Birth trauma was a recurring theme in the conference. As Evita Fernadez described in a plenary, “the way in which we give birth has major implications for women’s future health and that of their babies” and yet there is a “crisis in childbirth” with many women experiencing traumatic births in India and around the world. Evita spoke encouragingly of the tide starting to turn thanks to powerful campaigns to harness womens’ voices and to global recognition of women’s rights to respect, support and choice in their birth, by organisations such as the World Health Organisation. In another plenary, Jon Cox prize winner Bryanne Barnett called on professionals to gain an in-depth understanding of the current and past experiences of women, including recognising and respond to both the physical and mental harms that result from traumatic birth. In a great symposium on birth trauma, Susan Ayers discussed evidence that positive support during birth can buffer against stressful events, whereas a lack of support or interpersonal difficulties increase risk of PTSD. Pauline Slade presented the Straw-b self-help tool which contains information and psychological exercises for women at risk of PTSD. And, in perhaps the most surprising study of the conference, Antje Horsch, showed that women who play tetris for 15 minutes in the 6 hours following an emergency c section are less likely to develop PTSD (which is thought to be because visuo-spatial tasks can change the way in which therefore reduce the likelihood of intrusive memories.)

Whilst the conference showcased a wealth of fantastic practice, we were constantly reminded that the majority of women in the world who are experiencing perinatal mental health problems are not getting support. It wasn’t all doom and gloom however. There were a number of examples of innovations which could enable more women to access evidence based support: Atif Rahman shared the evidence of the impact of the Thinking Healthy (CBT based) intervention which has had a proven impact on women’s mental health in LMIC countries when delivered by community health workers or peer supporters.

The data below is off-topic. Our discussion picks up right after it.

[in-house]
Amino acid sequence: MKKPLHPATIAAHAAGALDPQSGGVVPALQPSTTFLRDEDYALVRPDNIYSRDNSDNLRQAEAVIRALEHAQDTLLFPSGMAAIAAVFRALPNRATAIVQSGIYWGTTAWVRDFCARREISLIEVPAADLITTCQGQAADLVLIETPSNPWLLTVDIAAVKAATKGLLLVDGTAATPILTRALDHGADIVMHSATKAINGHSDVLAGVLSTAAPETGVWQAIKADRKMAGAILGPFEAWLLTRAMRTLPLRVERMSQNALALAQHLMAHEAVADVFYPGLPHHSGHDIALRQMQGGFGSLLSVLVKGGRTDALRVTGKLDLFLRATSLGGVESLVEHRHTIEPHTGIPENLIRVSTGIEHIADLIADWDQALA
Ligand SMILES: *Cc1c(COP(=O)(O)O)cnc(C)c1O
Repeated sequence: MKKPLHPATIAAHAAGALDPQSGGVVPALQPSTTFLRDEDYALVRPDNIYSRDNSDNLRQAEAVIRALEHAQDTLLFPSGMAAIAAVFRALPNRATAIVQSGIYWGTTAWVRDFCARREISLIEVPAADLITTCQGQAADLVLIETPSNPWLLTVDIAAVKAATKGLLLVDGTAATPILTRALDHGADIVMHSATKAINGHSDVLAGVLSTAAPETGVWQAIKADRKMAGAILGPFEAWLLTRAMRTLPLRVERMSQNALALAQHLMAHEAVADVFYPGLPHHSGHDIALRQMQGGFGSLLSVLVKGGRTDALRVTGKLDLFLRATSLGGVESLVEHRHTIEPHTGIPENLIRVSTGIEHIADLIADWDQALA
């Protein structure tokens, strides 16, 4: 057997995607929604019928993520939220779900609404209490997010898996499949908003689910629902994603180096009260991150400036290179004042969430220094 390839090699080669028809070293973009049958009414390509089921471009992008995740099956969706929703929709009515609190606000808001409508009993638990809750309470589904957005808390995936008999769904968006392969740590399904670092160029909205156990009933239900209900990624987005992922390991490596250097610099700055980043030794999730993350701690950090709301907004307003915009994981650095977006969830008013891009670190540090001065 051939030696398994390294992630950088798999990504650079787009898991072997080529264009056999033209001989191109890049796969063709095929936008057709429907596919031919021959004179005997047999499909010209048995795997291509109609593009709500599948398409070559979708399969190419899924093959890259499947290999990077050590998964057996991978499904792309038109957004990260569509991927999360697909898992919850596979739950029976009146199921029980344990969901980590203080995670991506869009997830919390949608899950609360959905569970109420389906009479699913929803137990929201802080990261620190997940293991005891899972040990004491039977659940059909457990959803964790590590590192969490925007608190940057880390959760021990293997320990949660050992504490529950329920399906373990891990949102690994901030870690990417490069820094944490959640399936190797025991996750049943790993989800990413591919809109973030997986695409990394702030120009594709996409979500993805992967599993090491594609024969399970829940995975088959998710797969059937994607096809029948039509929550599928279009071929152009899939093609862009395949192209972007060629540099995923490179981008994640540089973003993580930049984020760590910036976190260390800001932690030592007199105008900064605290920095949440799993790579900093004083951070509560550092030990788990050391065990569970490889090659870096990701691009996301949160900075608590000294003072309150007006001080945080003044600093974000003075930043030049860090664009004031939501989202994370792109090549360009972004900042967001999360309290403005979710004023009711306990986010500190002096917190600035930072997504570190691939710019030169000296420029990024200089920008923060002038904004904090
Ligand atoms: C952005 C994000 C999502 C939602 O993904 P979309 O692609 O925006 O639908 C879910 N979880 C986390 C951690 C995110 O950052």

Cerith Waters shared how his stretched service in Wales had developed a Perinatal Play and Development group, which enabled the service to have more contact with women. The 6 week group includes mindfulness, psychoeducation and elements of watch, wait and wonder.

Finally, a number of speakers from Australia, including Jeannette Milgrom and Jane Fisher showcased digital interventions which could drastically improve the reach of services. We were reminded that 63% of the population in low and middle income countries have a smart phone (something that was clearly on show when out and about in Bangalore!).Siobhan Loughnan shared positive results from use of a short, three session perinatal iCBT intervention called MUMentum, which can be used as self-help or as an adjunct to face-to-face support. Jeannette and Jane spoke about  the Mumspace website, which hosts a range of universal, targeted and specialist interventions (including the Baby Steps, Mind Mum MumMood Booster apps) and the What Were We Thinking intervention, which helps parents to learn about caring for their baby (including crying, soothing and sleep) and about their journey as parents  (including their relationship) through a group based seminar for parents, website, app and moderated peer-to-peer blog, all supported by a training programme for maternal and child health nurses (equivalents of our health visitors)  .

There were some things missing from the conference. The audience was largely health professionals or academics. I felt that the input of community or charitable organisations was missing, and I didn’t see much on place-based and whole system approaches.

But overall it was a fantastic three days. I left feeling that although there is a huge amount to do, but there is lots of valuable work to learn from, and in the UK we are privileged to have opportunities to put this learning into practice.